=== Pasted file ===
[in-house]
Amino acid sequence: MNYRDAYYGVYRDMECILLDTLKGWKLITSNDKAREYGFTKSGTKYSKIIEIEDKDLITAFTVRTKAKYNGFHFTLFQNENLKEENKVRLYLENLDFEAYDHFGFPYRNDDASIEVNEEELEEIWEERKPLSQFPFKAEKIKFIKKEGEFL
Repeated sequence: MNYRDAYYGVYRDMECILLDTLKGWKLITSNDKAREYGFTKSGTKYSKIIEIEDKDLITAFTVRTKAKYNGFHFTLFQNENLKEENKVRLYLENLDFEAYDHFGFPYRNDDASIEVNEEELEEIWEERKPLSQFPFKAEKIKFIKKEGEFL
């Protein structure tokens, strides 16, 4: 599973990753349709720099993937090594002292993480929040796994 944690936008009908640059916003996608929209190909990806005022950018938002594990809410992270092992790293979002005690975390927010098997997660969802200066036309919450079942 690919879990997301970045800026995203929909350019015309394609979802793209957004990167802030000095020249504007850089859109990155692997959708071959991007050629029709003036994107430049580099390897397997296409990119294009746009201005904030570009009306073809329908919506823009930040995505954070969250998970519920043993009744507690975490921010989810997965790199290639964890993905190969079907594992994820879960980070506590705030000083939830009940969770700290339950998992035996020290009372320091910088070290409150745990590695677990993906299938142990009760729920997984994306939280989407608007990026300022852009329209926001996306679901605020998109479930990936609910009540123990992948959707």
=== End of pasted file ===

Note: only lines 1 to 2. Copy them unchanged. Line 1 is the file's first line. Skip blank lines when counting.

[in-house]
Amino acid sequence: MNYRDAYYGVYRDMECILLDTLKGWKLITSNDKAREYGFTKSGTKYSKIIEIEDKDLITAFTVRTKAKYNGFHFTLFQNENLKEENKVRLYLENLDFEAYDHFGFPYRNDDASIEVNEEELEEIWEERKPLSQFPFKAEKIKFIKKEGEFL